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17 Cards in this Set

  • Front
  • Back

What date was the Federal Reserve Created?

Dec. 23, 1913

Why was the Federal Reserve Started?

Federal Reserve Act, financial panics

3 Key objectives of the Federal Reserve

Maximum Employment, Stable Prices, Moderate long-term interest rates

What are the 4 functions of a central bank?

Manages a state's currency, money supply, and interest rates, prints national currency

What does a Central Bank oversee?

Commercial bank system

Powers of the Federal Reserve

Supervises and Regulates Banks, Maintains Stability of financial system, Provides financial services to depository institutions

Federal Reserve Board of Governors

Main governing body of the Federal Reserve System. Oversees Federal Reserve Banks and helps Implement monetary policy of the US Governors appointed by the President and confirmed by the Senate


Committee within the FRS that oversees the nation's open market operations. Makes key decisions about interest rates and growth of money supply

Example of FOMC

Feds buying and selling of US Treasury Securities

Creation of money

Central Bank loans to commercial bank, they keep fraction of loan as a deposit and extend the loan to other commercial banks. Those banks also keep fraction of loan as deposit and re-loan the rest.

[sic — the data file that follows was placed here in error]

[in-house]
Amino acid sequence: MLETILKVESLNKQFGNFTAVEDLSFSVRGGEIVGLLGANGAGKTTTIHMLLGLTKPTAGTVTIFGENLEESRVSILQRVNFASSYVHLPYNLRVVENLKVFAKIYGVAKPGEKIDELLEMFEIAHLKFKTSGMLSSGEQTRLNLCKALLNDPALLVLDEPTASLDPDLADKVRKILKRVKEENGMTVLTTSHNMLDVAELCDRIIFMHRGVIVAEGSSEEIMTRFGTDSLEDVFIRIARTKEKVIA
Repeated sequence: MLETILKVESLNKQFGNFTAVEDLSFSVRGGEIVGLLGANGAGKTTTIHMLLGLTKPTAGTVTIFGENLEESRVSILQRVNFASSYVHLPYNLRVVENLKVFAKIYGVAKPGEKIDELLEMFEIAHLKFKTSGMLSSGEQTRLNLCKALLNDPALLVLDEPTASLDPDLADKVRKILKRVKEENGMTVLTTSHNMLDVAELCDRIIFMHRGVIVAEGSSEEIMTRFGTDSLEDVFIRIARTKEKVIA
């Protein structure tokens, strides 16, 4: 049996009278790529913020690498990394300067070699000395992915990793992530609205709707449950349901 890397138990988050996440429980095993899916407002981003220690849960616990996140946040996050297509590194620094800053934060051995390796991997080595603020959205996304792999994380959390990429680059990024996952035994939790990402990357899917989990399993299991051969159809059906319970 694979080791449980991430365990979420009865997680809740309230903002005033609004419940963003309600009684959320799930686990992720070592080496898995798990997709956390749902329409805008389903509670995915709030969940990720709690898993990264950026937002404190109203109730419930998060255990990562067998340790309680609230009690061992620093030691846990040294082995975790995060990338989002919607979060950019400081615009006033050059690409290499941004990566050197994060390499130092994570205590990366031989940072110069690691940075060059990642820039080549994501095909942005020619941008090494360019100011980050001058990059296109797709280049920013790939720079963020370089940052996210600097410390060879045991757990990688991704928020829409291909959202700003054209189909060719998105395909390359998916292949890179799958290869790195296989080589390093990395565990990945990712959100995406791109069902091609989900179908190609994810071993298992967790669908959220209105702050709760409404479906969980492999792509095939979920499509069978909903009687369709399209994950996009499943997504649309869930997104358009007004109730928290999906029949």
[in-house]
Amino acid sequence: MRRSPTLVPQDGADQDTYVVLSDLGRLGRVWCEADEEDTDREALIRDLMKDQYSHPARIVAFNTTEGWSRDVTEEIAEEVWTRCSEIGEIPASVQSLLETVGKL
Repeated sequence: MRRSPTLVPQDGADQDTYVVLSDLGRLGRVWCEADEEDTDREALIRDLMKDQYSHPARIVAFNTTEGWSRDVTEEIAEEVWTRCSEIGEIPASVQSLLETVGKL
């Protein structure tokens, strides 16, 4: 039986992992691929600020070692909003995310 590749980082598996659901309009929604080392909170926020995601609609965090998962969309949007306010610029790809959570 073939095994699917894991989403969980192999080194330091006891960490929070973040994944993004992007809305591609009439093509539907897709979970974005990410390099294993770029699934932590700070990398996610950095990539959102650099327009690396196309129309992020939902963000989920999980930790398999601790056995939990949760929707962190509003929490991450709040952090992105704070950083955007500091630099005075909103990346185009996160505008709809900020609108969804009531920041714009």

Money Multiplier

One of the various closely related ratios of commercial bank money to central bank money under a fractional-reserve banking system. Measures the amount of commercial bank money that can be created by a given unit of central bank money.

Keynes Monetary Policy

View that in the short run, especially during recessions, economic out put is influenced heavily by aggregate demand. Also holds view that productive capacity of the economy is influenced by a host of factors and sometimes behaves erratically, affecting production, employment, and inflation.


School of thought that emphasizes the role of governments in controlling the amount of money in circulation. They believe that variation in the money supply has major influences on national output in the short run and price level over longer periods.

Elasticity of Demand Curves

Measure that shows the responsiveness of the quantity of a demanded good or service to a change in its price. Gives the percentage change in quantity demanded in response to a 1% change in price. Almost always negative.

Nominal interest Rate

conceptually simplest form of interest rate. simply the stated interest rate of a given bond or loan. Referred to as the coupon rate for fixed income investments.

Real interest rate

States the real rate that the lender or investor receives after inflation is factored in; that is, the interest rate that exceeds the inflation rate.

Monetary Policy Rules

Taylor Rule: Stipulates how much the central bank should change the nominal interest rate in response to inflation, output, or other economic conditions.